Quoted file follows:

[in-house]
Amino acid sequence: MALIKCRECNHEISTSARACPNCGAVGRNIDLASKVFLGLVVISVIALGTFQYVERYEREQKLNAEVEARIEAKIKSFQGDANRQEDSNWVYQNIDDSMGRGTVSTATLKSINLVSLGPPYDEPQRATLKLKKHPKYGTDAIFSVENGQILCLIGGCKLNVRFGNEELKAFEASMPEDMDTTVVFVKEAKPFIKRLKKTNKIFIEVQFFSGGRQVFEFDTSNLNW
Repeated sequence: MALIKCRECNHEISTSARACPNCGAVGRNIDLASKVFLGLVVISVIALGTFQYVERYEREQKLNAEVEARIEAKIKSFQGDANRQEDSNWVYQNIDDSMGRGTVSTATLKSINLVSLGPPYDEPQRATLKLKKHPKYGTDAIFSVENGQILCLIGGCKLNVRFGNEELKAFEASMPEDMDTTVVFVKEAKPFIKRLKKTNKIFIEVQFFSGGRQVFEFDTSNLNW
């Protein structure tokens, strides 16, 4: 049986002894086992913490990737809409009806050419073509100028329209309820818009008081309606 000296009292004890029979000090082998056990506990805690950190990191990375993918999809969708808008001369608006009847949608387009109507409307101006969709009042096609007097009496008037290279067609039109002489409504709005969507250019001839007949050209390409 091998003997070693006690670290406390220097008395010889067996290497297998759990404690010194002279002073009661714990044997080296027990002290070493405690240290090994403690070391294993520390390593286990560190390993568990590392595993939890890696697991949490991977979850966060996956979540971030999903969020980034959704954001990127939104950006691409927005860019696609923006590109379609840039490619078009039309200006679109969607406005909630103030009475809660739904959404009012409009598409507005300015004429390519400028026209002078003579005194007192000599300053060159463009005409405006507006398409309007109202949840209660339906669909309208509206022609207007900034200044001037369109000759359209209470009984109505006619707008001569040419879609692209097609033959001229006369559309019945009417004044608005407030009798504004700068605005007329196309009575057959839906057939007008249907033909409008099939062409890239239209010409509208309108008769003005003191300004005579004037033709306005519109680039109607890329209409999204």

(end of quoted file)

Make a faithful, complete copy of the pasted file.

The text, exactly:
[in-house]
Amino acid sequence: MALIKCRECNHEISTSARACPNCGAVGRNIDLASKVFLGLVVISVIALGTFQYVERYEREQKLNAEVEARIEAKIKSFQGDANRQEDSNWVYQNIDDSMGRGTVSTATLKSINLVSLGPPYDEPQRATLKLKKHPKYGTDAIFSVENGQILCLIGGCKLNVRFGNEELKAFEASMPEDMDTTVVFVKEAKPFIKRLKKTNKIFIEVQFFSGGRQVFEFDTSNLNW
Repeated sequence: MALIKCRECNHEISTSARACPNCGAVGRNIDLASKVFLGLVVISVIALGTFQYVERYEREQKLNAEVEARIEAKIKSFQGDANRQEDSNWVYQNIDDSMGRGTVSTATLKSINLVSLGPPYDEPQRATLKLKKHPKYGTDAIFSVENGQILCLIGGCKLNVRFGNEELKAFEASMPEDMDTTVVFVKEAKPFIKRLKKTNKIFIEVQFFSGGRQVFEFDTSNLNW
């Protein structure tokens, strides 16, 4: 049986002894086992913490990737809409009806050419073509100028329209309820818009008081309606 000296009292004890029979000090082998056990506990805690950190990191990375993918999809969708808008001369608006009847949608387009109507409307101006969709009042096609007097009496008037290279067609039109002489409504709005969507250019001839007949050209390409 091998003997070693006690670290406390220097008395010889067996290497297998759990404690010194002279002073009661714990044997080296027990002290070493405690240290090994403690070391294993520390390593286990560190390993568990590392595993939890890696697991949490991977979850966060996956979540971030999903969020980034959704954001990127939104950006691409927005860019696609923006590109379609840039490619078009039309200006679109969607406005909630103030009475809660739904959404009012409009598409507005300015004429390519400028026209002078003579005194007192000599300053060159463009005409405006507006398409309007109202949840209660339906669909309208509206022609207007900034200044001037369109000759359209209470009984109505006619707008001569040419879609692209097609033959001229006369559309019945009417004044608005407030009798504004700068605005007329196309009575057959839906057939007008249907033909409008099939062409890239239209010409509208309108008769003005003191300004005579004037033709306005519109680039109607890329209409999204």